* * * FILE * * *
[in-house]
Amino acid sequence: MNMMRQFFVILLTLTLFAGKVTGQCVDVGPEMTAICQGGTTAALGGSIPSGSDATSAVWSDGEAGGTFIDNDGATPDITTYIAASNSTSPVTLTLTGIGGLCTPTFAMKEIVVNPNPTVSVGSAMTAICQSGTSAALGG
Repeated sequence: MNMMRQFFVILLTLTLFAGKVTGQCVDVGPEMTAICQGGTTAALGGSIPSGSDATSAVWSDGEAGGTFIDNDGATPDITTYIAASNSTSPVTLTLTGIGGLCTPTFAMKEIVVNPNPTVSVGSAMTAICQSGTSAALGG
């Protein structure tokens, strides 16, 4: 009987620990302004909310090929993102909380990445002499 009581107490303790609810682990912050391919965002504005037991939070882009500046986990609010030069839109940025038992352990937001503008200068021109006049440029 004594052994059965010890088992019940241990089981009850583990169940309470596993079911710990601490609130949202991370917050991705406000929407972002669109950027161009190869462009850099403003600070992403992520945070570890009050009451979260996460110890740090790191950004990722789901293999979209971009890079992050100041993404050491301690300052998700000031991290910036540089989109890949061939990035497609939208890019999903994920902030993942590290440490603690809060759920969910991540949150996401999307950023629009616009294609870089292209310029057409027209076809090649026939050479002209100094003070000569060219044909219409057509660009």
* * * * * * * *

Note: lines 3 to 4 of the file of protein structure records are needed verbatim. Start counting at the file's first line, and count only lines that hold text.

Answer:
Repeated sequence: MNMMRQFFVILLTLTLFAGKVTGQCVDVGPEMTAICQGGTTAALGGSIPSGSDATSAVWSDGEAGGTFIDNDGATPDITTYIAASNSTSPVTLTLTGIGGLCTPTFAMKEIVVNPNPTVSVGSAMTAICQSGTSAALGG
């Protein structure tokens, strides 16, 4: 009987620990302004909310090929993102909380990445002499 009581107490303790609810682990912050391919965002504005037991939070882009500046986990609010030069839109940025038992352990937001503008200068021109006049440029 004594052994059965010890088992019940241990089981009850583990169940309470596993079911710990601490609130949202991370917050991705406000929407972002669109950027161009190869462009850099403003600070992403992520945070570890009050009451979260996460110890740090790191950004990722789901293999979209971009890079992050100041993404050491301690300052998700000031991290910036540089989109890949061939990035497609939208890019999903994920902030993942590290440490603690809060759920969910991540949150996401999307950023629009616009294609870089292209310029057409027209076809090649026939050479002209100094003070000569060219044909219409057509660009």